The Darwin Centre in London, designed by C. F. Møller Architects, is the expansion of the Natural History Museum, one of the largest scientific research centres in the world and among the most visited buildings in the UK.
The Scandinavian office won the international competition, which involved the participation of 60 architecture firms, in 2001, building work lasted ten years. The result is the creation of a museum with highly innovative features.
The structure of the Darwin Centre is developed from a central core of cocoon-shaped reinforced concrete not surprisingly called 'Cocoon', which houses a collection of 17 million insects and three million plant species, enclosed in a glass case, almost leaning against the historic wing of the museum.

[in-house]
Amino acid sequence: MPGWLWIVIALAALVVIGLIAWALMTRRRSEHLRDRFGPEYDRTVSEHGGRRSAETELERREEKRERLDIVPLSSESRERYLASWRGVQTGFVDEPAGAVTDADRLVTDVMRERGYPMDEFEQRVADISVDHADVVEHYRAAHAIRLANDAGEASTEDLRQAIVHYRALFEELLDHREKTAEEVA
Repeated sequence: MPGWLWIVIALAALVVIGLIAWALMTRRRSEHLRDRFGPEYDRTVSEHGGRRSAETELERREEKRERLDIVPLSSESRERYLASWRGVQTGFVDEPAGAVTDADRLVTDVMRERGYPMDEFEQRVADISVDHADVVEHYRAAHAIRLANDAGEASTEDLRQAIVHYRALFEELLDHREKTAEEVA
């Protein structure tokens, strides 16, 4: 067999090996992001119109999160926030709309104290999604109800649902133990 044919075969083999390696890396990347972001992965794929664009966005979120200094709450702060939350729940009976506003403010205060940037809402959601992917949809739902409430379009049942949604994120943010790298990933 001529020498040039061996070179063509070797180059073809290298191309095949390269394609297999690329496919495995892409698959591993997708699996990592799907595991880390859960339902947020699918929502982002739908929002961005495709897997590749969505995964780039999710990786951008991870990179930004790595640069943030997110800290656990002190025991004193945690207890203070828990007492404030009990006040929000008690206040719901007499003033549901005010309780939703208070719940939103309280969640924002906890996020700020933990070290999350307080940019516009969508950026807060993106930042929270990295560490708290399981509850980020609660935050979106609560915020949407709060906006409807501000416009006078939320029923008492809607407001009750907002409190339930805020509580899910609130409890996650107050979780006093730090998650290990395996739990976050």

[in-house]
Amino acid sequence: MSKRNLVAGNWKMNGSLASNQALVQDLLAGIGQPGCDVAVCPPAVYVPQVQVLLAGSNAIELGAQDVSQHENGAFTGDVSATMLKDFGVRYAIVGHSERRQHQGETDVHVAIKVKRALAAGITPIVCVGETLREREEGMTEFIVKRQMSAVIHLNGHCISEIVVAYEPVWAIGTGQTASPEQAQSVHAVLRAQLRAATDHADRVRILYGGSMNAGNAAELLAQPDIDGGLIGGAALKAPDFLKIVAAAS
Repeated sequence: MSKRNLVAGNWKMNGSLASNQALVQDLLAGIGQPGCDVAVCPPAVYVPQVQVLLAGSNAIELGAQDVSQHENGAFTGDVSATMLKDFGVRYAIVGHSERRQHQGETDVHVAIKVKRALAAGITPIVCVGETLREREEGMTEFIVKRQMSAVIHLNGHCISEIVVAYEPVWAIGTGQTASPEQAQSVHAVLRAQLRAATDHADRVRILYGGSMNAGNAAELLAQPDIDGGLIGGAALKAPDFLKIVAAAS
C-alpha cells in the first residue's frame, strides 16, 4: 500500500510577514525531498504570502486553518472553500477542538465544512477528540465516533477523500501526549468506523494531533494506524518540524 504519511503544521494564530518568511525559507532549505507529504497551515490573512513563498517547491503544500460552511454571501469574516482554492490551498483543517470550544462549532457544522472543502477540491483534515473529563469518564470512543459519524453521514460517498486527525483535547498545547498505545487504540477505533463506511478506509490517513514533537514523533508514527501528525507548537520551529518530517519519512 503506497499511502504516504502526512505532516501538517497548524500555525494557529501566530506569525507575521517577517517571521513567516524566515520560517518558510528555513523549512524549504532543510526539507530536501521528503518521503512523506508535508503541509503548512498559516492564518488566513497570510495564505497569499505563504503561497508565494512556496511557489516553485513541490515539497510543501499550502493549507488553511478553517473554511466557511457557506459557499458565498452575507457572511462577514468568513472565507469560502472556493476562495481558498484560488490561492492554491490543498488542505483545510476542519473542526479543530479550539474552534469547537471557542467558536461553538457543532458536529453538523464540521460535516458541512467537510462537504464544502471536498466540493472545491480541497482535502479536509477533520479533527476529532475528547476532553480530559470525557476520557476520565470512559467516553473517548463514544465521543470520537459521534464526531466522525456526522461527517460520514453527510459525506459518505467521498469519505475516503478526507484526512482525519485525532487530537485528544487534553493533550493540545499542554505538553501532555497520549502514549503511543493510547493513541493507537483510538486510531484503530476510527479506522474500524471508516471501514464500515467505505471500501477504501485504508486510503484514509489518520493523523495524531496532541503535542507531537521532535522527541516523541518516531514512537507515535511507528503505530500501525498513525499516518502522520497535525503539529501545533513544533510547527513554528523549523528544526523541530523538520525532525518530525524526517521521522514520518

Visitors enter the 'scientific heart' of the building through a path that goes past the Cocoon and extends on the exhibition rooms and laboratory, allowing you to observe from close up the work of researchers without establishing a source of disturbance.
The exhibition areas are equipped with a system of refined technology for controlling the temperature and humidity which ensures the conservation of the species in future years: the concrete mass is continuously moistened to minimize the energy load of indoor environments.